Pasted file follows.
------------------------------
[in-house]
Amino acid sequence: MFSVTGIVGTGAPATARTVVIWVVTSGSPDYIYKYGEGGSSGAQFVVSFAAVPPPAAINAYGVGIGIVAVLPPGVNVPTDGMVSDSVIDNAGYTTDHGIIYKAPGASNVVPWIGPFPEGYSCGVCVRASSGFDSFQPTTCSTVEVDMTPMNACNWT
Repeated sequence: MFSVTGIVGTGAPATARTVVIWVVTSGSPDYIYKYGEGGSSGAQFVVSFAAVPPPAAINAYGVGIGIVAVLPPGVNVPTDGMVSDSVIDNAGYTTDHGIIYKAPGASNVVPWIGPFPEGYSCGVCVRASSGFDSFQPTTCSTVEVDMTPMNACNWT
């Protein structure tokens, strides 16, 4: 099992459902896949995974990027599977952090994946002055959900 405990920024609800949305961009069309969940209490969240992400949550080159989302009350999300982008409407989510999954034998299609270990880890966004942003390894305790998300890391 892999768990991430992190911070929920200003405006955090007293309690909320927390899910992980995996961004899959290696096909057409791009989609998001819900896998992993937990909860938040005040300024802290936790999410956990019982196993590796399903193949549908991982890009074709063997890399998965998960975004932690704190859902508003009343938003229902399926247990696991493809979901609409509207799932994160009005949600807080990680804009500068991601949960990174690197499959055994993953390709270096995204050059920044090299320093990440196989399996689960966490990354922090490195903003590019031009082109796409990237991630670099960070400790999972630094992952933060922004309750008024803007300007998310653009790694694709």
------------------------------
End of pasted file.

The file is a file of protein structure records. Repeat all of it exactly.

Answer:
[in-house]
Amino acid sequence: MFSVTGIVGTGAPATARTVVIWVVTSGSPDYIYKYGEGGSSGAQFVVSFAAVPPPAAINAYGVGIGIVAVLPPGVNVPTDGMVSDSVIDNAGYTTDHGIIYKAPGASNVVPWIGPFPEGYSCGVCVRASSGFDSFQPTTCSTVEVDMTPMNACNWT
Repeated sequence: MFSVTGIVGTGAPATARTVVIWVVTSGSPDYIYKYGEGGSSGAQFVVSFAAVPPPAAINAYGVGIGIVAVLPPGVNVPTDGMVSDSVIDNAGYTTDHGIIYKAPGASNVVPWIGPFPEGYSCGVCVRASSGFDSFQPTTCSTVEVDMTPMNACNWT
């Protein structure tokens, strides 16, 4: 099992459902896949995974990027599977952090994946002055959900 405990920024609800949305961009069309969940209490969240992400949550080159989302009350999300982008409407989510999954034998299609270990880890966004942003390894305790998300890391 892999768990991430992190911070929920200003405006955090007293309690909320927390899910992980995996961004899959290696096909057409791009989609998001819900896998992993937990909860938040005040300024802290936790999410956990019982196993590796399903193949549908991982890009074709063997890399998965998960975004932690704190859902508003009343938003229902399926247990696991493809979901609409509207799932994160009005949600807080990680804009500068991601949960990174690197499959055994993953390709270096995204050059920044090299320093990440196989399996689960966490990354922090490195903003590019031009082109796409990237991630670099960070400790999972630094992952933060922004309750008024803007300007998310653009790694694709």